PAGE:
Mike DeVries  Discussion Board


How to practice Tattoo techniques

Posted by ashanti from IP: 59.101.147.117 on 02/17/11
Australia

OKay, before anyone questions I am a professional tattoo artist, not a scratcher asking how to actually tattoo. What I am wondering is if anyone has advice on ways to test out new tattooing techniques without actually working on a client.
I have never used pig skin but have been told it isnt very accurate in terms of its comparisson to human skin. I do work on myself mostly when wanting to try new things, but I have all but run out of space that I can access myself. (I used most of that space when transitioning from coils to rotaries several years ago and wanting to test out different types of machines etc)

I would like to be seeing how my work looks without line work, layering techniques, adding new hues as highlights etc, but I dont expect to master it immediately and I dont want to look back at my "practice" attempts and feel as though I didnt do the best job for the client because it didnt quite turn out the way I was hoping.

I studied MIke's Dali piece and seen how many different hues are actually in that piece and would love to step my artwork up to a new level, but dont know if anyone has any ideas on how to actually do this.

I also have never really used 5 liners all that much to get tight little details in (trained a little oldschool) so I would love to start putting all this knowledge into practice.

If anyone has any helpful suggestions I would love to hear about them!



 
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RE:How to practice Tattoo techniques

Posted by superman from IP: 24.150.209.10 on 02/21/11
canada

my only suggestion is to offer some free tattoos. spread the word that your trying some new techniques and looking for volunteers. if this is too costly for you "time wise" then tattoo people that can give you things in return. like offer your mechanic a free tattoo in exchange for a free tune up. ect. at least this way you can justify your time.
you are a professional so I think that you have the competence to know if the tattoo is going badly, and can make adjustments with your "oldschool" techniques to pull it off. it may not be perfect right away, but it cant be worse than your older work. the volunteers will know this before hand, and if you current skill is solid. im sure most will go for it.and they'll like the outcome, even if it doesn't meet your expectations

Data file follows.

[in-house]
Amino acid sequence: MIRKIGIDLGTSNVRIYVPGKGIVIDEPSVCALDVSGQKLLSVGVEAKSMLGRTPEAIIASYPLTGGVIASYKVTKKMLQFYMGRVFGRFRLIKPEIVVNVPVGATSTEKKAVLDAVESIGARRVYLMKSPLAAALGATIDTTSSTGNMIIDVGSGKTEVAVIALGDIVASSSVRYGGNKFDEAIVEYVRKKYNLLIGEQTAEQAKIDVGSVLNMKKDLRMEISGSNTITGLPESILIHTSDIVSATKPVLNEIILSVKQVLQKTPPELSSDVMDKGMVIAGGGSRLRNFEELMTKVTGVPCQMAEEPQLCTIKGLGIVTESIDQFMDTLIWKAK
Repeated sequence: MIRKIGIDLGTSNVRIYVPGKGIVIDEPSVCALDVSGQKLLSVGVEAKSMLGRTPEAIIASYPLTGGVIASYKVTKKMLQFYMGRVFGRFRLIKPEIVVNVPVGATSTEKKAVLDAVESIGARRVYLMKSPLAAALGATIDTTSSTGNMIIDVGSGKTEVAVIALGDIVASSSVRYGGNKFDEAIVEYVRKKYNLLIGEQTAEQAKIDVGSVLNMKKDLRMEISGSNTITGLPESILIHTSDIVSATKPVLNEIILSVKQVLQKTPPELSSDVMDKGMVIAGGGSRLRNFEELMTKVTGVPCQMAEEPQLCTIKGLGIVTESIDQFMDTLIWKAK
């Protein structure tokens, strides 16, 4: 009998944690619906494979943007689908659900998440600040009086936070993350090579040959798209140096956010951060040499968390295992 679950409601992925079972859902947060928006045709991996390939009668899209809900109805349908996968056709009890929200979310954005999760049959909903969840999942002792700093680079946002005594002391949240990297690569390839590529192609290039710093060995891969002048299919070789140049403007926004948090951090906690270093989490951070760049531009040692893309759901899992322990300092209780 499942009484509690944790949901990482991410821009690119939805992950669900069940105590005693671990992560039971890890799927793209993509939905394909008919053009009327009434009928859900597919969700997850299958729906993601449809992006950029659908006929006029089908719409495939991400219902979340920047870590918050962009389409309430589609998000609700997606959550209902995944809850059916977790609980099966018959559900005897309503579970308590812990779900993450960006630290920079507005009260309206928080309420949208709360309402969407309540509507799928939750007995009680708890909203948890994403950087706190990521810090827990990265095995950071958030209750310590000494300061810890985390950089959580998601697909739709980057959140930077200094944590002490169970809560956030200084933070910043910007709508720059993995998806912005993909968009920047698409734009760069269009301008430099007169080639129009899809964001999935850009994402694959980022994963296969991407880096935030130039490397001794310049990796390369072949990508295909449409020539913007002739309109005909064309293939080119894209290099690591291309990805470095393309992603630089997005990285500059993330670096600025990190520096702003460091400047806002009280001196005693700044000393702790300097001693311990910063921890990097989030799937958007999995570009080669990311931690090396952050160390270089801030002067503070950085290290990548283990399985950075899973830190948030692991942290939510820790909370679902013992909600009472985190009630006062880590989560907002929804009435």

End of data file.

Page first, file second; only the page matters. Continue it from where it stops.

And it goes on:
if you don't already have it , buy mikes animal style. pay close attention to how well he is able to keep the stencil for his outlines, , by carefully wiping away, working from the outside in. and keeping the area clean. this got me pumped to stop blood lining and lining. get this technique down and you will feel confident to take on bigger, longer tattoos without lining your work.

I've used pig skin in the past during my apprentiship days. and it is pretty good. the only down side is the stencil is almost impossible to get off, because of how porus the pig skin is. but I think it will work well to help with what your trying to achieve. however, keep the pig skin tattoo times under 5 hours. the skin can dry up quickly. I remember once I was rockin a killer portrait on pig skin, only to have the f**king piece dry out on me before I could finish. lol.
every once in a while, ill go grab a piece of pig skin to practice on. just last month I grab a piece to practice my color fades. working . eg. black,purple,red,light red, orange, yellow, and back up again. experimenting with rinsing and keeping the tube dirty. the outcome it not the same as human skin, but the theory is sound, and I find that after I struggle with the pig skin, the real skin becomes so much easier to work on.

hope this helps a little. take care.


stephen stacey.


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RE:How to practice Tattoo techniques